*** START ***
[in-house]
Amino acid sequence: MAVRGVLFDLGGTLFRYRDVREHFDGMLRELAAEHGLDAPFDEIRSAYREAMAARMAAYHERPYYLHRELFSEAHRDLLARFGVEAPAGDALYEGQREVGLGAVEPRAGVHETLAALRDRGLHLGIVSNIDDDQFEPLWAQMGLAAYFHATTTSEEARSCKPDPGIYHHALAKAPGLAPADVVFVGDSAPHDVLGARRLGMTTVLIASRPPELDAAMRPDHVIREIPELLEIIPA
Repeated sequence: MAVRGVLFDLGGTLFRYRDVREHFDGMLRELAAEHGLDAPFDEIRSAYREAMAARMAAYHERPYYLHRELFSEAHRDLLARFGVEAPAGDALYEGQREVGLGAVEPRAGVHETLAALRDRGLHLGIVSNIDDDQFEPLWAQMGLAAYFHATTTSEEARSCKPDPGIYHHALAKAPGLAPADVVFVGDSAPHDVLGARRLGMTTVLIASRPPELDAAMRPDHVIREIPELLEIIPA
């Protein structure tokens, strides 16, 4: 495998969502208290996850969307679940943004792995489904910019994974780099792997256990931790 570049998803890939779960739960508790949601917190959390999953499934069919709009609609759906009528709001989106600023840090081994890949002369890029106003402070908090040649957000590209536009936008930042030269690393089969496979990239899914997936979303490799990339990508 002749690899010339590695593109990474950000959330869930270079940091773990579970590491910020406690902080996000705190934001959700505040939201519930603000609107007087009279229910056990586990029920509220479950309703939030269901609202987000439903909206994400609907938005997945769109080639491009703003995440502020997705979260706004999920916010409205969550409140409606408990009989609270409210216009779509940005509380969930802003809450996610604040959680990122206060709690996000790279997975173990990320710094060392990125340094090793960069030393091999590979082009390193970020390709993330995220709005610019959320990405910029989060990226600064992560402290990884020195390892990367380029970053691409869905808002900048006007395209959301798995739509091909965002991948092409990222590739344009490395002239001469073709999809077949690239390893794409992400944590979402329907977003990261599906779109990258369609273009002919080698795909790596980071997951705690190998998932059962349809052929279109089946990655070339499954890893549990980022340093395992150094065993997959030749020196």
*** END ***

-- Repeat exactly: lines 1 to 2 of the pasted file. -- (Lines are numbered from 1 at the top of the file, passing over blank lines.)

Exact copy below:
[in-house]
Amino acid sequence: MAVRGVLFDLGGTLFRYRDVREHFDGMLRELAAEHGLDAPFDEIRSAYREAMAARMAAYHERPYYLHRELFSEAHRDLLARFGVEAPAGDALYEGQREVGLGAVEPRAGVHETLAALRDRGLHLGIVSNIDDDQFEPLWAQMGLAAYFHATTTSEEARSCKPDPGIYHHALAKAPGLAPADVVFVGDSAPHDVLGARRLGMTTVLIASRPPELDAAMRPDHVIREIPELLEIIPA